This lesson is the first of many about questioning. My students are able to ask lots of questions, but they tend to be literal. Using questioning to improve comprehension is not a reading strategy that they often employ. In this lesson, the students ask and answer to demonstrate understanding of key details in a text (RL.2.1), evidencing the shift in Common Core Standards toward using text details to improve comprehension. I also used the structure (RL.2.5) of the story (beginning, middle and end) to help students understand not only how a story is set up, but how each part of the story builds on the other. In our final discussion/reflection of the questions, several students noticed that some questions cannot be answered at the end of the story. As students understand story structure and how parts of a story are interrelated and build upon each other, they will become the 'close readers' that the Common Core Standards strive for.
I chose this book George Shrinks, because the text is simple and illustrations are wonderful. My goal is to really focus on how questions help the reader and when to ask questions. We'll be continuing to practice questioning with more difficult literature and informational text, but I wanted to start with easier text and focus on the strategy.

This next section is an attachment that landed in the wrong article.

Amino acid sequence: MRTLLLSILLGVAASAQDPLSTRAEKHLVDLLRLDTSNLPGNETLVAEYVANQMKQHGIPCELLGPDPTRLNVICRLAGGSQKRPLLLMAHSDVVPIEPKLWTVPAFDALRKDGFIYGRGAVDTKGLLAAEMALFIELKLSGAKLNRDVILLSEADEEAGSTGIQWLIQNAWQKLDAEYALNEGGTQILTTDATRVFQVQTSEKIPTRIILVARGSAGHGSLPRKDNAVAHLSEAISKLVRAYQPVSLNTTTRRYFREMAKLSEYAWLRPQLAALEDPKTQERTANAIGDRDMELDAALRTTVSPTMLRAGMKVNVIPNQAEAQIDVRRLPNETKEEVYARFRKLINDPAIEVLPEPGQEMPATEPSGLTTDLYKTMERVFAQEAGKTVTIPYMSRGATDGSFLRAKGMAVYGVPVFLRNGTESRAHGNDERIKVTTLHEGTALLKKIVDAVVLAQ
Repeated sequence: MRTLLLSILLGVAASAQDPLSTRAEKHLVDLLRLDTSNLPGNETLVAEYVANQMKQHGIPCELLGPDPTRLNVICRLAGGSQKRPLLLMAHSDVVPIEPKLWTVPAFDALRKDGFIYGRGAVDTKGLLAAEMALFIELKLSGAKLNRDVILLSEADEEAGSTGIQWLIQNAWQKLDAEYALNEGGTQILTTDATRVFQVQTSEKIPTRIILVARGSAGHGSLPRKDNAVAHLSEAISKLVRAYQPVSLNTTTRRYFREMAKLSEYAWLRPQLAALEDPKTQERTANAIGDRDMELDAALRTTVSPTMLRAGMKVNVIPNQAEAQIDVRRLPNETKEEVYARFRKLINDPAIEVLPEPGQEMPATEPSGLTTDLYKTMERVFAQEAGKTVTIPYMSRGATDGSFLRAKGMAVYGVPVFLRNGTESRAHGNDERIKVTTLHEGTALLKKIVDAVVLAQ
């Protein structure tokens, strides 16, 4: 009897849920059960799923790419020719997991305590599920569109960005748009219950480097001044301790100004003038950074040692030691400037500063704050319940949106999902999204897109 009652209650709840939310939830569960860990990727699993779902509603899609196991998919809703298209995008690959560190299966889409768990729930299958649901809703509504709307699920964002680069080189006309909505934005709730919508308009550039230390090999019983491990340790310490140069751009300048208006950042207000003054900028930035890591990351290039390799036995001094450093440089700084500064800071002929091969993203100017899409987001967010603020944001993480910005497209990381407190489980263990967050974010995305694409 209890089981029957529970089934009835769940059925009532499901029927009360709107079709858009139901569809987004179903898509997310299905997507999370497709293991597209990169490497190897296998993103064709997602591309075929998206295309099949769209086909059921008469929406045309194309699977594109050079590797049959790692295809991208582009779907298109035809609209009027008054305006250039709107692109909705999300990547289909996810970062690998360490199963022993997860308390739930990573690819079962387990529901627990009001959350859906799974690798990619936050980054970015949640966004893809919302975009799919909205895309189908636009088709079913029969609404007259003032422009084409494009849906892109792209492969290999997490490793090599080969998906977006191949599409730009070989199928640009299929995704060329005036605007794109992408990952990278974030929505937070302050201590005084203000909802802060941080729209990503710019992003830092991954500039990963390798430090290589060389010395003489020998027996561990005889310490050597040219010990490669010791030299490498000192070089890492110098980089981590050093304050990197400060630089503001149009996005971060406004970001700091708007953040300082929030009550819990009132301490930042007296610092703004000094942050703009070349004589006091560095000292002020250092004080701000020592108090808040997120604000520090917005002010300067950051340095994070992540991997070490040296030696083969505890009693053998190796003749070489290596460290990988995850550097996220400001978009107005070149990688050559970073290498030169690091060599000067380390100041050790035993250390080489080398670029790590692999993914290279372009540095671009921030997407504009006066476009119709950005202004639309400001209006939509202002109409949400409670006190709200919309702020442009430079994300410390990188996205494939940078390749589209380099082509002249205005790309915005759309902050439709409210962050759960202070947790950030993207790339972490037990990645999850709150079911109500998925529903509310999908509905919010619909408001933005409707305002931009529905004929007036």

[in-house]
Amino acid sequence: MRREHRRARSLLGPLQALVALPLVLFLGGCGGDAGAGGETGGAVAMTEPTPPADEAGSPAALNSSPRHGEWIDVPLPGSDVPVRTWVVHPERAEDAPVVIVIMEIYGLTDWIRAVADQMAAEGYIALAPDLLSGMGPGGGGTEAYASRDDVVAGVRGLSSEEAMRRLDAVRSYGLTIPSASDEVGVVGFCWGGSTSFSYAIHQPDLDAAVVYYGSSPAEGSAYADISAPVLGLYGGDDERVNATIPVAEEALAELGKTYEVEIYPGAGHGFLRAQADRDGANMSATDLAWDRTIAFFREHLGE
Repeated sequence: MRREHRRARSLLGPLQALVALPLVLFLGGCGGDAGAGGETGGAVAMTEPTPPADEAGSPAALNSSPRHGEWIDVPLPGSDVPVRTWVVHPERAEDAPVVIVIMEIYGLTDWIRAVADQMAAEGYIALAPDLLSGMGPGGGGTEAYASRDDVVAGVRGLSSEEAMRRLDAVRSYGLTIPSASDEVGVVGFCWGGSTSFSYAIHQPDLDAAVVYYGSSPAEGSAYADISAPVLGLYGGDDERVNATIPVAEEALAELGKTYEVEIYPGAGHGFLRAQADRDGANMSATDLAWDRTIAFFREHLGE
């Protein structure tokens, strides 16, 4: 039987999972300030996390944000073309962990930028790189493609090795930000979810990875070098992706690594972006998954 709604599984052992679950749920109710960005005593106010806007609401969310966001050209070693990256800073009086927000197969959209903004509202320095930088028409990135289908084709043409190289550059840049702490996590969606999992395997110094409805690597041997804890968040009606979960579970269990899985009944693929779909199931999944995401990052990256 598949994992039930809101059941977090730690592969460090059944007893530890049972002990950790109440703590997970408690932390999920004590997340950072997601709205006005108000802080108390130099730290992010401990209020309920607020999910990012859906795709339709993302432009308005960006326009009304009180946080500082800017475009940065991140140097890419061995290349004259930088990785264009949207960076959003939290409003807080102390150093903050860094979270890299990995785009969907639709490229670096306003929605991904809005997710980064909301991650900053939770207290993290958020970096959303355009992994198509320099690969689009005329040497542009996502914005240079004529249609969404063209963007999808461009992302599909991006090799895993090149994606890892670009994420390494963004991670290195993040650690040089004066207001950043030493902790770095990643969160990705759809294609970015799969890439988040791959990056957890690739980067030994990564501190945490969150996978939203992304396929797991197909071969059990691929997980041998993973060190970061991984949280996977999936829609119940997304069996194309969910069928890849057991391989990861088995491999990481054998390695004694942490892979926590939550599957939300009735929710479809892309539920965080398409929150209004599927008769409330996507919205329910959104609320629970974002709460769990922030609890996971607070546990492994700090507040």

Underlined words below are lesson vocabulary words that are emphasized and written on sentence strips for my Reading & Writing word wall. I pull off the words off the wall for each lesson, helping students understand this key 'reading and writing' vocabulary can be generalized across texts and topics. The focus on acquiring and using these words is part of a shift in the Common Core Standards towards building students’ academic vocabulary. My words are color coded ‘pink’ for literature/’blue’ for reading strategies/’orange’ for informational text/'yellow' for writing/’green’ for all other words.
Common starting point and get students engaged
You are modeling questioning and pre-reading for the kids. Often second graders immediately open a book and start reading without pre-reading. This is a critical skill that helps them bring in background knowledge and gets them engaged and interested in the story.
Give the purpose of the lesson
Introduce strategy - teacher models
Practice strategy - guided practice
Share what you know
Scaffolding and Special Education: This lesson could be easily scaffolded up or down, depending on student ability.
Students with academic challenges should work with the teacher or a partner to write questions. It is typically a more difficult task for students with limited language. There is the opportunity for them to focus on grammar, as the student here who is prompted to make sure that the questions make sense.
Students with greater ability can excel in this task because they are challenged to 'think outside the box' with inferential questions. I would challenge them to use higher level vocabulary (tiny vs small/shrink vs smaller) and really write some great inferential questions that 'stump' the class.